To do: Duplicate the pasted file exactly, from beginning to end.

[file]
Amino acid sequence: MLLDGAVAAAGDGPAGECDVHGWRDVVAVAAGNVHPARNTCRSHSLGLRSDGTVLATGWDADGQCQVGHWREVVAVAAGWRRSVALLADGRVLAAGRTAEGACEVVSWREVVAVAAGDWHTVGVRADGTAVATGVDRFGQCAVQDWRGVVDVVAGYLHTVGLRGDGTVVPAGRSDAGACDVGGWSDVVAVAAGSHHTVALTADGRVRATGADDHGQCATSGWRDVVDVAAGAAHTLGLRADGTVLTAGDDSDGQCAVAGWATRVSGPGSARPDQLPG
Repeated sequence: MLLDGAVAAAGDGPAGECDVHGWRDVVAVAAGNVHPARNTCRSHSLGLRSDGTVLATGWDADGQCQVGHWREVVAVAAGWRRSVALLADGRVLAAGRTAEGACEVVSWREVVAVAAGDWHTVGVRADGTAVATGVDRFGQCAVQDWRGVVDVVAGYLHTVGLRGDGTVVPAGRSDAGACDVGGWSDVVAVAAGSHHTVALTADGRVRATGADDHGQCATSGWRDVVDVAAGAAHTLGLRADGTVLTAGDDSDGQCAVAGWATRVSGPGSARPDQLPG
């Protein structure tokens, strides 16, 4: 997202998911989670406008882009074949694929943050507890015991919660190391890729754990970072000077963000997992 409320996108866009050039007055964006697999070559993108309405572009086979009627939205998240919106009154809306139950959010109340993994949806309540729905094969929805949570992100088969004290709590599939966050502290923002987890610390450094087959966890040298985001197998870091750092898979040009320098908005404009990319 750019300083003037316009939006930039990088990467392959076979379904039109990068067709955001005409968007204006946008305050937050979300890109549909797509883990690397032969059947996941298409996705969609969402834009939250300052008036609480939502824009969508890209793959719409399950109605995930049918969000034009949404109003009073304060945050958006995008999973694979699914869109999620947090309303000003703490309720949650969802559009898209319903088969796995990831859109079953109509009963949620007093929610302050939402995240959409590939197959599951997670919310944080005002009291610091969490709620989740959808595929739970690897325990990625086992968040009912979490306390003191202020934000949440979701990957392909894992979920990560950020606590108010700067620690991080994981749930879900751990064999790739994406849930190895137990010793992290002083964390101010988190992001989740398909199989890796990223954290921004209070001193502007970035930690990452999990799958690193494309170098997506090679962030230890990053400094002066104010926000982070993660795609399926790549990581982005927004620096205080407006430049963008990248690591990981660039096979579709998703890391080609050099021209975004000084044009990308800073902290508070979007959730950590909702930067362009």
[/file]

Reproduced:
Amino acid sequence: MLLDGAVAAAGDGPAGECDVHGWRDVVAVAAGNVHPARNTCRSHSLGLRSDGTVLATGWDADGQCQVGHWREVVAVAAGWRRSVALLADGRVLAAGRTAEGACEVVSWREVVAVAAGDWHTVGVRADGTAVATGVDRFGQCAVQDWRGVVDVVAGYLHTVGLRGDGTVVPAGRSDAGACDVGGWSDVVAVAAGSHHTVALTADGRVRATGADDHGQCATSGWRDVVDVAAGAAHTLGLRADGTVLTAGDDSDGQCAVAGWATRVSGPGSARPDQLPG
Repeated sequence: MLLDGAVAAAGDGPAGECDVHGWRDVVAVAAGNVHPARNTCRSHSLGLRSDGTVLATGWDADGQCQVGHWREVVAVAAGWRRSVALLADGRVLAAGRTAEGACEVVSWREVVAVAAGDWHTVGVRADGTAVATGVDRFGQCAVQDWRGVVDVVAGYLHTVGLRGDGTVVPAGRSDAGACDVGGWSDVVAVAAGSHHTVALTADGRVRATGADDHGQCATSGWRDVVDVAAGAAHTLGLRADGTVLTAGDDSDGQCAVAGWATRVSGPGSARPDQLPG
């Protein structure tokens, strides 16, 4: 997202998911989670406008882009074949694929943050507890015991919660190391890729754990970072000077963000997992 409320996108866009050039007055964006697999070559993108309405572009086979009627939205998240919106009154809306139950959010109340993994949806309540729905094969929805949570992100088969004290709590599939966050502290923002987890610390450094087959966890040298985001197998870091750092898979040009320098908005404009990319 750019300083003037316009939006930039990088990467392959076979379904039109990068067709955001005409968007204006946008305050937050979300890109549909797509883990690397032969059947996941298409996705969609969402834009939250300052008036609480939502824009969508890209793959719409399950109605995930049918969000034009949404109003009073304060945050958006995008999973694979699914869109999620947090309303000003703490309720949650969802559009898209319903088969796995990831859109079953109509009963949620007093929610302050939402995240959409590939197959599951997670919310944080005002009291610091969490709620989740959808595929739970690897325990990625086992968040009912979490306390003191202020934000949440979701990957392909894992979920990560950020606590108010700067620690991080994981749930879900751990064999790739994406849930190895137990010793992290002083964390101010988190992001989740398909199989890796990223954290921004209070001193502007970035930690990452999990799958690193494309170098997506090679962030230890990053400094002066104010926000982070993660795609399926790549990581982005927004620096205080407006430049963008990248690591990981660039096979579709998703890391080609050099021209975004000084044009990308800073902290508070979007959730950590909702930067362009």